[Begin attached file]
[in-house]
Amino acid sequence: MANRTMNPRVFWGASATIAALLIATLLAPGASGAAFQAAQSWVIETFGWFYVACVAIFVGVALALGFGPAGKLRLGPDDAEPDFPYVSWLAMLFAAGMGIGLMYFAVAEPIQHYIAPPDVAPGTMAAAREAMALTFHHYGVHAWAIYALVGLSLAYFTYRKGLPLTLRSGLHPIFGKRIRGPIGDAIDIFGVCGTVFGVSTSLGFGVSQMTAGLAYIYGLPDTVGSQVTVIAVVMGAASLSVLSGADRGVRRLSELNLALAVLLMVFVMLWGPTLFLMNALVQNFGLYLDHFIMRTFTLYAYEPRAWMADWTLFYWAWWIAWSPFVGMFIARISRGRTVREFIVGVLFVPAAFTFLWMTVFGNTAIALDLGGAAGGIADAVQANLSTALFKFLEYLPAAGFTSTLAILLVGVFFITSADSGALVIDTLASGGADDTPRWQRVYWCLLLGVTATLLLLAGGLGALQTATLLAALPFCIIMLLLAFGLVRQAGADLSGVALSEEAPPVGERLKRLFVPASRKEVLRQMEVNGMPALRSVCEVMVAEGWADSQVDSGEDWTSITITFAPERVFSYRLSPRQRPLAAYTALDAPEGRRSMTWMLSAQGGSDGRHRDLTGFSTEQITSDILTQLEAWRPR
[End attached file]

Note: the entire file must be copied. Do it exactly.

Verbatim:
[in-house]
Amino acid sequence: MANRTMNPRVFWGASATIAALLIATLLAPGASGAAFQAAQSWVIETFGWFYVACVAIFVGVALALGFGPAGKLRLGPDDAEPDFPYVSWLAMLFAAGMGIGLMYFAVAEPIQHYIAPPDVAPGTMAAAREAMALTFHHYGVHAWAIYALVGLSLAYFTYRKGLPLTLRSGLHPIFGKRIRGPIGDAIDIFGVCGTVFGVSTSLGFGVSQMTAGLAYIYGLPDTVGSQVTVIAVVMGAASLSVLSGADRGVRRLSELNLALAVLLMVFVMLWGPTLFLMNALVQNFGLYLDHFIMRTFTLYAYEPRAWMADWTLFYWAWWIAWSPFVGMFIARISRGRTVREFIVGVLFVPAAFTFLWMTVFGNTAIALDLGGAAGGIADAVQANLSTALFKFLEYLPAAGFTSTLAILLVGVFFITSADSGALVIDTLASGGADDTPRWQRVYWCLLLGVTATLLLLAGGLGALQTATLLAALPFCIIMLLLAFGLVRQAGADLSGVALSEEAPPVGERLKRLFVPASRKEVLRQMEVNGMPALRSVCEVMVAEGWADSQVDSGEDWTSITITFAPERVFSYRLSPRQRPLAAYTALDAPEGRRSMTWMLSAQGGSDGRHRDLTGFSTEQITSDILTQLEAWRPR